FIG. 1-A is a schematic diagram (blown up for illustration purposes) of an embodiment of the olfactometer apparatus of our invention useful, inter alia, in ascertaining the efficacy of the ketones, ketoesters, alcohol and ester as repellents and attractants for house flies (Musca domestica L.(Diptera: Muscidae)) and mosquitos (Aedes aegyptae) indicating in schematic block flow diagram form the utilization of computer-assisted efficacy measuring apparatus.

FIG. 1-B is a top view of the embodiment of the apparatus of our invention shown in FIG. 1-A.

FIG. 1-C is a cut-away side elevation view of the base section of the olfactometer apparatus of our invention of FIG. 1-A showing in block flow diagram form the way in which the treatment agent (repellent or attractant being tested) is mixed with air at a mixing station and the resulting mixture is then transmitted from the mixing station into several side ports of the base section of the olfactometer of our invention.

FIG. 1-D is a cut-away side elevation view of a portion of the base section of the olfactometer apparatus of FIG. 1-C showing the directional vector of the air and treatment mixture and the relationship thereof with the detecting means and insect feeding and/or stimulating means portions of the olfactometer of our invention.

FIG. 1-E is a cut-away side elevation view of a section, in detail, of the base section of the olfactometer apparatus of FIG. 1-C showing the inter relationship of the air-treatment agent mixture flow with the active and passive insect interest electronic detecting means and the insect feeding and/or stimulating means of the olfactometer of our invention.

FIG. 1-F is a perspective view in detail of the arrangement of the active and passive insect interest electronic detecting means and the insect feeding and/or stimulating means of the olfactometer apparatus of our invention.

FIG. 1-Da is a cut-away side elevation view, in detail, of a section of the base section (shown in FIG. 1-C) of the olfactometer apparatus of our invention of FIG. 1-A in a different configuration from the configuration shown in FIGS. 1-D and 1-E; but also showing the arrangement and relationship of the air and treatment agent mixture flow vector with the active and passive insect interest electronic detecting means and with the insect feeding and/or stimulating means of the olfactometer apparatus of our invention.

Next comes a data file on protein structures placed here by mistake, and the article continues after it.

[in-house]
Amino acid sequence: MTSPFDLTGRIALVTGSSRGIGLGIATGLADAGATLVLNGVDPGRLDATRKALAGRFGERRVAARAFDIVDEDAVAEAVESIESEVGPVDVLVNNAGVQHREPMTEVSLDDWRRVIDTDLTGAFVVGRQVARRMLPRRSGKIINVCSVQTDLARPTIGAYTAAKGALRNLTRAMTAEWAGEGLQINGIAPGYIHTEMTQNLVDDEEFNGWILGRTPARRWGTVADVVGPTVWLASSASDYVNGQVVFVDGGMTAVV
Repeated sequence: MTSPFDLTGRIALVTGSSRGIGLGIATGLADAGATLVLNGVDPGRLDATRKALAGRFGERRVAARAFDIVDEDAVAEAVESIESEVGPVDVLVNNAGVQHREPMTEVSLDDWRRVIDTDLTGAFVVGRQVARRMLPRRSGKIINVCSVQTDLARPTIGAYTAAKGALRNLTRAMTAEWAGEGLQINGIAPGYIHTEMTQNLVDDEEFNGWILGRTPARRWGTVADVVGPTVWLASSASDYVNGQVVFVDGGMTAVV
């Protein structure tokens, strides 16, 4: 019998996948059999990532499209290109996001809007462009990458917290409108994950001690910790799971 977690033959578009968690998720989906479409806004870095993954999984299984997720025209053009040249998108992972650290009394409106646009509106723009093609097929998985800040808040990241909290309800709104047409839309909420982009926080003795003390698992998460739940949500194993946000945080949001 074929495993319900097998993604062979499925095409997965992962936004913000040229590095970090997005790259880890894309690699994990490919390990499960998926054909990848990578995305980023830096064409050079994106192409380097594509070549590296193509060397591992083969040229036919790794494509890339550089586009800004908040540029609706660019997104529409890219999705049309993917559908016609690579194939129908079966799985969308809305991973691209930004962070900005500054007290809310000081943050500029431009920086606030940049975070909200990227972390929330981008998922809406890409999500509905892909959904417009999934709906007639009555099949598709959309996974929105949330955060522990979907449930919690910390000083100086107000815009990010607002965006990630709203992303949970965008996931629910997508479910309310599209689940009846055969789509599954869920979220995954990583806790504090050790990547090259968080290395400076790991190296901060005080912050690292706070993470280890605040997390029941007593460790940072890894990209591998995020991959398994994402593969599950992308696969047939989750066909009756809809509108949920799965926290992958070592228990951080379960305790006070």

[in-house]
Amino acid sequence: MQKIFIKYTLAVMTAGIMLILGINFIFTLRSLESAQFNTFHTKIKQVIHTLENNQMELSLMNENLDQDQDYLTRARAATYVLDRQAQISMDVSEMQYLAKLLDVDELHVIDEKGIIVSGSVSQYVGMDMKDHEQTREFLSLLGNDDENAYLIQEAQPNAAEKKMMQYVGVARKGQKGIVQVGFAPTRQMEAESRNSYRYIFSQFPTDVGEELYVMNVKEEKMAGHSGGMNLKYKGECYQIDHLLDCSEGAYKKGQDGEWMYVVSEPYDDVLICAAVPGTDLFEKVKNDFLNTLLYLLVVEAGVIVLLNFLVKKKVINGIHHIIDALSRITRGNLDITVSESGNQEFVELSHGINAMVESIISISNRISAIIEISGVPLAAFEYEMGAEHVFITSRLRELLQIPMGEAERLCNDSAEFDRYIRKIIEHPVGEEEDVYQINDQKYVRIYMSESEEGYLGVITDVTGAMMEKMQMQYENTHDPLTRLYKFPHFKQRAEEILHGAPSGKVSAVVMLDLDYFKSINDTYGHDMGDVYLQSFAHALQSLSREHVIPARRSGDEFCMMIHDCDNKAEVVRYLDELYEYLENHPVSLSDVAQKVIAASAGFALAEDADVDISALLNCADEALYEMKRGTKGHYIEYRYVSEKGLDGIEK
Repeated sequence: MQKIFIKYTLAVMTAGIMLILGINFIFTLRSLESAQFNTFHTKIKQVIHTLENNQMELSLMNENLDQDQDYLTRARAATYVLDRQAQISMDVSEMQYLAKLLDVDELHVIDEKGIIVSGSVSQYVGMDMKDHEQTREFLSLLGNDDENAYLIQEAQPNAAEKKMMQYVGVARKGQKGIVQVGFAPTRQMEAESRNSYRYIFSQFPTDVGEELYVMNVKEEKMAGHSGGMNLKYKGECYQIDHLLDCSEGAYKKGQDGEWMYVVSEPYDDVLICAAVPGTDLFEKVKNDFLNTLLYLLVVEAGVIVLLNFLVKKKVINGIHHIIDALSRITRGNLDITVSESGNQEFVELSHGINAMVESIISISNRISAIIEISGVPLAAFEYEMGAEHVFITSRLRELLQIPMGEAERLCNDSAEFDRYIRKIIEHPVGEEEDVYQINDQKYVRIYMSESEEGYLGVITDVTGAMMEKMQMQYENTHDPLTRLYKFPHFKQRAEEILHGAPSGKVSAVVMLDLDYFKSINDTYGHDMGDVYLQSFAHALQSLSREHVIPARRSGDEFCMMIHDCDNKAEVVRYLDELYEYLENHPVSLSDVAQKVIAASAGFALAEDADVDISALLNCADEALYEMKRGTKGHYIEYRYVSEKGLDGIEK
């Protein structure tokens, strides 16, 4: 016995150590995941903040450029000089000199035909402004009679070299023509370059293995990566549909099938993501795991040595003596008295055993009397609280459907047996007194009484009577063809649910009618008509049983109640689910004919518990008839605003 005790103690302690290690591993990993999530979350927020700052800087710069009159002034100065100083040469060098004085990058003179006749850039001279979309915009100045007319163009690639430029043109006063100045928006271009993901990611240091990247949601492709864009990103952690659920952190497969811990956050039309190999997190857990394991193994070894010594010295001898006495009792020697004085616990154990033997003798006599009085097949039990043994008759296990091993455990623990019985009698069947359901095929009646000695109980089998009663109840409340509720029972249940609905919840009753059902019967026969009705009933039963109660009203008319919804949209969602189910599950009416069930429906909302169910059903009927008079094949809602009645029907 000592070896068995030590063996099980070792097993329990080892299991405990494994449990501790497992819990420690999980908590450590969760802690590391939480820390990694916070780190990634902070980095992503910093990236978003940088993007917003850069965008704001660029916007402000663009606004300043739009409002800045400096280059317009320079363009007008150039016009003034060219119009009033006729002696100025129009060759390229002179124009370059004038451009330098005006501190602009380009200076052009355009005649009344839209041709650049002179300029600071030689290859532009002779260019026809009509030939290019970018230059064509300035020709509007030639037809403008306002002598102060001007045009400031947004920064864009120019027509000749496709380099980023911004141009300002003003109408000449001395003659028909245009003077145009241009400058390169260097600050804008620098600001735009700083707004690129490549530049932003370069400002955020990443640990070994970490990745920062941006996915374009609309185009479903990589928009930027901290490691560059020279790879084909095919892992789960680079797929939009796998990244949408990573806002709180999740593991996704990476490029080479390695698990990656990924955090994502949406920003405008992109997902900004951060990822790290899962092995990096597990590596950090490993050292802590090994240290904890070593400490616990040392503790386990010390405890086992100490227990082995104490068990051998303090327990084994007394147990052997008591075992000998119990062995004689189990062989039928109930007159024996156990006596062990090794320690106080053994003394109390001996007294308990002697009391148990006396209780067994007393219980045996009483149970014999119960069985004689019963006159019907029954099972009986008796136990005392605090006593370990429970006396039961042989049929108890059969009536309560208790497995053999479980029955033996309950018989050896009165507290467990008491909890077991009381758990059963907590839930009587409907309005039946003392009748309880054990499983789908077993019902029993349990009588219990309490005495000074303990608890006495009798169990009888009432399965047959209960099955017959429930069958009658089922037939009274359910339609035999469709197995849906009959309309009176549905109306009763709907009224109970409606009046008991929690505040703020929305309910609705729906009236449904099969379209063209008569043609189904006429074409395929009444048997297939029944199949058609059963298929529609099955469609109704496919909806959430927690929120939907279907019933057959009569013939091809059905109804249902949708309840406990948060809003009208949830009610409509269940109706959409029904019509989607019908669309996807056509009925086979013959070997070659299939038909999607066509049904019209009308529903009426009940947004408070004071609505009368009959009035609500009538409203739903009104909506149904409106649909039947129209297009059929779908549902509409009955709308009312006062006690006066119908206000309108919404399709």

FIG. 1-G is a cut-away side elevation view, in detail, of a section of the base section (shown in FIG. 1-C) of the olfactometer apparatus of our invention of FIG. 1-A thus showing another variation of the configuration of the air-treatment agent mixture flow vector with respect to the active and passive insect interest electronic detecting means and the insect feeding and/or stimulating means, whereby the entry of the air-treatment agent mixture is in a direction parallel to the plane of the insect detecting means but the flow is altered 90 degrees so that the air-treatment agent mixture vector is in a direction perpendicular to the plane of the insect detecting means and perpendicular to the plane of a horizontally-positioned insect feeding and/or stimulating microporous planar lamina.

FIG. 1-H is a schematic diagram (blown up for illustration purposes) of another embodiment of the olfactometer apparatus of our invention useful, inter alia, in ascertaining the efficacy of the ketones, ketoesters, alcohol and ester as repellents and attractants for house flies (Musca domestica L.(Diptera: Muscidae)) as well as mosquitos (Aedes aegyptae) indicating in schematic block flow diagram form the utilization of computer-assisted efficacy measuring apparatus; and also showing in block flow diagram form the inter relationship of the air and treatment agent mixing station with the entry ports for the resulting air-treatment mixture into the olfactometer apparatus of our invention.

FIG. 1-J is an exploded perspective view of the apparatus shown in FIG. 1-H, showing in detail the inner workings of the apparatus of FIG. 1-H.

FIG. 1-L is a cut-away side elevation view of the base portion of the apparatus of FIG. 1-H, also showing in schematic block flow diagram form the utilization of computer assisted efficacy measuring apparatus together with the inter-relationship of the mixing station for the air and treatment agent and the entry of the resulting air-treatment agent mixture into the entry ports of the olfactometer apparatus of our invention along a vector parallel to the plane of the active and passive insect interest electronic detecting means.